Hey, this is so cool and I just found out about it by following links. This short film was created for the “48 hour film contest” and written by Baron and Ficus, of Be, Inc. fame. They used to work for Be, Inc. on the Be operating system together with my JBQ, then at Danger (of Sidekick cellphone fame), then I think Ficus moved to Google. Both are very creative individuals, and I love their songs from the time they were in this indie rock band together, the “Cotton Squares” (download their songs here). The whole band was comprised by ex-Be engineers (including kernel engineer Travis, who later went on to Danger, Apple, Palm, Sega and he even wrote his own OS, NewOS).

If you ever used BeOS and you opened a terminal to do an “ls -l”, you would see that the “owner” of the files is not you, but a user called “baron”. That’s the same Baron I am talking about here. BeOS was a single-user somewhat-Posix-compliant OS so the engineers could play funny pranks like that. 😉

Understanding ‘Intermediate’ and ‘Delivery’ video formats

Among newbie videographers it’s a difficult concept to understand the difference between video formats that are meant for “editing work” (intermediate), and for formats that are meant for “sharing and viewing” (delivery). So, here’s a quick rundown.

There are times where you need to do things like the following:
* Transfer your already edited footage from one application to another.
* Transfer your already edited footage from one video project to another.
* Insert an originally 50i/60i footage to a 24p timeline.
* Time-stretch your footage more than 4x (at least on Vegas you need to export and re-import to stretch another 4x).
* You shot your video in uncompressed format and you need to make the file sizes smaller.
* You need a format that’s more suitable for editing.
* Archive your edited footage.

For these usages, you need a “lossless” codec format that doesn’t lose quality during the export. Such codecs are: Cineform, Lagarith, Huffyuv, Intel Cinepack, Apple Intermediate Format, plain uncompressed and lots more. Please note that lossless codecs create huge files. For example, a 15 second HD footage will yield a 300 MB file, and although this sounds too much and it’s slow to decode, it is nothing compared to 3 GBs that the “uncompressed” codec will yield for the same HD footage. The slowness and huge files pay you back with no loss of quality. I would suggest you go with Cineform if your NLE has import/export support for it (Vegas ships with a “medium quality” licensed copy of Cineform), or the open source Lagarith codec (to configure Lagarith to create smaller files you will need to follow steps 9 to 11). If you are exporting to something like FFmpeg, Mencoder or Avidemux2, you will need to use Huffyuv (follow steps 2 and 3 to configure it to create smaller files before its first usage).

The final part you will need to understand is that most of these lossless codecs are saved as “avi” or “mov”. These filetypes are not codec formats, but container formats. They are simply file formats that “hosts” inside them different kinds of codecs. This is why it’s possible to have DivX .avi files, and Cineform or Lagarith .avi files and yet, the same media player that can play one .avi format can’t necessarily play another. Just by looking at the file name you can’t tell which format “lives” inside that .avi or .mov file. You will have to use applications that can read these formats and tell you what’s saved inside. Same goes for .mp4, .mkv, .ogg and other container formats. Apple is saving their Intermediate Format lossless codec files in .mov, but so it does for all the other kinds of codec formats, so you will need to open Quicktime’s “inspector” window to find out how these files were encoded. Other container formats are the open source implementations of .mkv Matroska files and the .ogg files (which can host both Vorbis audio and Theora video — Vorbis is the audio codec, Theora is the video codec, and OGG is the container format that can host them both).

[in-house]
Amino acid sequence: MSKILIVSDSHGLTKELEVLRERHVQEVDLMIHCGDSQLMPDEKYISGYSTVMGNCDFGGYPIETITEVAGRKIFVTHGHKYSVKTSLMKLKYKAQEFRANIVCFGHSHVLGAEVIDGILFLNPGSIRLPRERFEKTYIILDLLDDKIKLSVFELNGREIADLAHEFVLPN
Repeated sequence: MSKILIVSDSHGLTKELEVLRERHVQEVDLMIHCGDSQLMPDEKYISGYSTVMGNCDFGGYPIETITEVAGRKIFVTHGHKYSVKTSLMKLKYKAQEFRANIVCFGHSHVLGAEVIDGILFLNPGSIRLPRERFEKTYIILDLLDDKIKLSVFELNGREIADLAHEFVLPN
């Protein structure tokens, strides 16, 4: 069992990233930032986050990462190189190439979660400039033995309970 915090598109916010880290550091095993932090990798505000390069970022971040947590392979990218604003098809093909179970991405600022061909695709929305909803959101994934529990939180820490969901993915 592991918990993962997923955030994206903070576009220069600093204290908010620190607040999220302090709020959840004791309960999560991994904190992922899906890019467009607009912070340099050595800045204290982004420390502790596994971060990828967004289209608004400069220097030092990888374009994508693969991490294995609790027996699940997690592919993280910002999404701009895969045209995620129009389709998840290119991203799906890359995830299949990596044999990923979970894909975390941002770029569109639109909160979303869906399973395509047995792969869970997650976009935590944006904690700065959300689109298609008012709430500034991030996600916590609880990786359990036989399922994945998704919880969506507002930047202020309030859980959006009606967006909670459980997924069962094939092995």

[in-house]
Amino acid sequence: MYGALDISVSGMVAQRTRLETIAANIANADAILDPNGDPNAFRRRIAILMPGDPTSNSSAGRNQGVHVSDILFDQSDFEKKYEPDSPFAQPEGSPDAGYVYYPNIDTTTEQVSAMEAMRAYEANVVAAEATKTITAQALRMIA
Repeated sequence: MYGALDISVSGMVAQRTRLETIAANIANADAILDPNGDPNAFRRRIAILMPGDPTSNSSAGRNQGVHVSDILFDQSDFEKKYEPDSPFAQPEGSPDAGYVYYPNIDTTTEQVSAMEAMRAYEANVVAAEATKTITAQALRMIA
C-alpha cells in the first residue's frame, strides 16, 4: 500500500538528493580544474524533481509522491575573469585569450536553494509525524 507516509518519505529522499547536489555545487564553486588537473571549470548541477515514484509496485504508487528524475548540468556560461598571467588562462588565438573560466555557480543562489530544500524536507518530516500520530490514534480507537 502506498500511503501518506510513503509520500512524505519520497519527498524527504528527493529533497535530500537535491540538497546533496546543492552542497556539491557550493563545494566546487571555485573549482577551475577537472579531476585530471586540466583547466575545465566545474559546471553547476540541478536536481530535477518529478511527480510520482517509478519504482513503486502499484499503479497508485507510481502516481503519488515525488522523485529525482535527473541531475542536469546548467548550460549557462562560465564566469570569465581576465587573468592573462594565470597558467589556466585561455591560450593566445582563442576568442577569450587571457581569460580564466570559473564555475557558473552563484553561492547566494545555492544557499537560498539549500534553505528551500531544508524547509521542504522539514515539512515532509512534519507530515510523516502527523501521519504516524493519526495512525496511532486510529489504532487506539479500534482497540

Regarding “end user” viewing formats (also known as “delivery formats”), these are, but not limited to, codecs like h.264, DivX/XViD, WMV, plain mpeg-4, mpeg2, mpeg, Theora, 3GP/h.263, FLV and many more. These are all “lossy” codecs and are meant for distribution and user viewing only. They compress very well (e.g. the 300 MB file we talked about earlier can be compressed down to 10 MBs with one of these babies), but being lossy it means that the quality is not as good as the original footage. This is ok though, as most people don’t notice much, and having small filesizes helps with the delivery and easier playback aspects.

The rule of thumb is that you can export in lossless formats as many times as it is required to do your job, but only export to a lossy “delivery” format ONCE. This way, you minimize the loss of quality on the final render — the one that’s meant to reach your viewership.

My personal preferences that are the best bets for compatibility, are: Lagarith for intermediate format usages between Windows applications, Huffyuv for intermediate format usages when I need to export to Linux-oriented apps, the (unfortunately) lossy .m2t mpeg2 format if I need to export for Mac video applications, and h.264/AAC (inside the .mp4 container) for user distribution on the internet and video playback devices. Of course, if you have the cash, you can buy the full Cineform suite that will allow you to use their “best quality setting” for their codec on both PCs and Macs (not Linux though). However, if you only work with a single operating system, then there are free solutions that perform as well.